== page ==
My mother had two aneurysms removed from her left frontal lobe in March of 1997, she was 37. It was basically an emergency situation because the Neurologist at Emory in Atlanta said that they could rupture any time due to the size, and she had the surgery 4 days after they were found.
She said she had her first headache at age 12, and over time they got worse, and turned into migraines. It eventually became almost a daily occurence. After the surgery, she made a full recovery. She still has headaches now but only every so often, usually due to stress or heat, and a nap or good night's sleep usually solves the problem.
I've been having them since I was 8. It started out as maybe one a month, never anything serious. Over time, it's gotten worse. Used to, rest fixed it. I moved on to taking OTC meds when that wasn't working and I'd wake up with a headache, and now that doesn't work. Sometimes it gets so bad I have to get stronger things from family that needs them for other reasons, usually Vicodin ES or Percocet, and in the event of a migraine, those don't even work without about 8-10 hours of continuous sleep.
I have them every 3-5 days now, sometimes more often than that. I'm as healthy as any other person my age. I'm 6'1'', 170 pounds, male, and don't have chronic stress. Every headache I've ever had have been in the back, or occipital lobe. I've never had any tests done, but I'm beginning to think I should.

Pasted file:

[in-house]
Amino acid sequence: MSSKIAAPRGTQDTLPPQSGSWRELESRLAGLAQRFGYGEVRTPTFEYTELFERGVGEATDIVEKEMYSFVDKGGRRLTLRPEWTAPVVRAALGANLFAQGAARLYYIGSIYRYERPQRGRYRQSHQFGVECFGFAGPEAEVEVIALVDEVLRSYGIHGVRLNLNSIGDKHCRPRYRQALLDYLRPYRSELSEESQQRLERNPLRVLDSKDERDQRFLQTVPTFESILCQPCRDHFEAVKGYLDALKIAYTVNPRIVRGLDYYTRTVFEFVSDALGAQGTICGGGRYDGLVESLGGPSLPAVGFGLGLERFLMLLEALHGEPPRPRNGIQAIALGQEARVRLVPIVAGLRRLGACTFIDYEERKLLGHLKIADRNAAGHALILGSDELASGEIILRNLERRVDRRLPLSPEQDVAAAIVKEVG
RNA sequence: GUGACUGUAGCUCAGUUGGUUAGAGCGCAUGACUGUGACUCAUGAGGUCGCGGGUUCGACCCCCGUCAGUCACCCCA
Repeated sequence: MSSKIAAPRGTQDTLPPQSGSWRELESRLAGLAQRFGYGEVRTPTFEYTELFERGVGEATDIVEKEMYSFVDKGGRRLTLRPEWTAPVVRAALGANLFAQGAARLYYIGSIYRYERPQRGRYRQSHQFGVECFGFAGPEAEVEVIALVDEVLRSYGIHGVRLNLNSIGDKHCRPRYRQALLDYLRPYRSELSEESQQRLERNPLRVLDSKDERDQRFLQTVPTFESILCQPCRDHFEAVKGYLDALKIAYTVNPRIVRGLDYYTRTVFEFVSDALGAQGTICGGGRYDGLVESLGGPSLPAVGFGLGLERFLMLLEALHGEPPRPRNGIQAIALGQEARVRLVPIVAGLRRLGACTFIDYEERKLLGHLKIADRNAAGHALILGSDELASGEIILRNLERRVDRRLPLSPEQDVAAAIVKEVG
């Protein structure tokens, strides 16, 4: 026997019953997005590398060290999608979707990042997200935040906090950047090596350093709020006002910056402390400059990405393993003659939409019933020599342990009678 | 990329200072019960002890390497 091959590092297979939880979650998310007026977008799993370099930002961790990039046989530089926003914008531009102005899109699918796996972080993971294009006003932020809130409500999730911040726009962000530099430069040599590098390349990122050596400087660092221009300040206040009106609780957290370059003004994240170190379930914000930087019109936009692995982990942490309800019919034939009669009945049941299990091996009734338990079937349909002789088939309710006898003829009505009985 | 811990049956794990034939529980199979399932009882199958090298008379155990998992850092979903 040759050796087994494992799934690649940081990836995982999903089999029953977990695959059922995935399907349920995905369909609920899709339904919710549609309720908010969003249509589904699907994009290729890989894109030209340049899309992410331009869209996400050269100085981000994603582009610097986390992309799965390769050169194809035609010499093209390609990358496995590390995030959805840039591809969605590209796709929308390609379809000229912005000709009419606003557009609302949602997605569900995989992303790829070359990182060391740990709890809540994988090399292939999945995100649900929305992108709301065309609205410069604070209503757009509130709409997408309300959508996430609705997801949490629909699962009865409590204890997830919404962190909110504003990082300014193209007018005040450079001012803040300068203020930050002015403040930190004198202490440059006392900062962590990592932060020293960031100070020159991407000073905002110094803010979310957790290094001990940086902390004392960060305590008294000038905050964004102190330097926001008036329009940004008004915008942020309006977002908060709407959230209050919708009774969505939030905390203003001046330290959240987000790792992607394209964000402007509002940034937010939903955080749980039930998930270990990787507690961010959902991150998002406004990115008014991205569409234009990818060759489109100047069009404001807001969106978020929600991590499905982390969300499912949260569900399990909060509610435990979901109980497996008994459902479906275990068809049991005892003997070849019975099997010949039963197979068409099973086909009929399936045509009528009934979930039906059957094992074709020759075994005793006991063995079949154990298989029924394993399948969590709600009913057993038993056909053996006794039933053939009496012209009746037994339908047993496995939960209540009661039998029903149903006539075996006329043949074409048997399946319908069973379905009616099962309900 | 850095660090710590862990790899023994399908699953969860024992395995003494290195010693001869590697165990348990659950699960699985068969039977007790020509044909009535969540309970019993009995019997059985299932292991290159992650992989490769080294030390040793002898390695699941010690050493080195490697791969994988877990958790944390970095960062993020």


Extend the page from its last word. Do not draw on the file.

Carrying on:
My question is, what are the chances of me inheriting these headaches from my mother? I have an older sister, almost 25, and she only has headaches every few weeks, usually from stress, about like anybody else, so I'm thinking that it could have just skipped her. She and I both have the same father if that would matter. Any ideas from anyone here with more knowledge on this?
Any headaches merit investigation with a doctor. Aneurysms may have some familial component but they appear to be random more often than not. Some people are born with aneurysms and some people can develop an aneurysm at a weak point in the vessel, usually at the biforcation of the vessel (a Y junction of a vessel). The biforcation is most susceptible to an aneurysm due to the tendency for it to be a weak point in the vessel. An MRI/MRA will reveal any anomalies. Go see a neurologist and voice your concerns.
Thanks for your input.
My mother is a 15 year RN and she just keeps saying it's only tension, they starts asking about my problems and doesn't believe there could b a larger underlying cause. My sister who just started work as an RN, she's a little more adventurous (Like any new grad looking to put their teachings into practice) and thinks that it could be a problem because headaches are pretty uncommon in 8-year-olds. I plan to be an MD myself, starting biology school in the fall, but at this point, I don't know enough about it to make an educated decision. Like you said, an MRI should show anything physically wrong. It might be good anyway because neurology and infectious diseases are the two fields I'm considering to specialize in when the time comes. Once, again, thanks for the reply.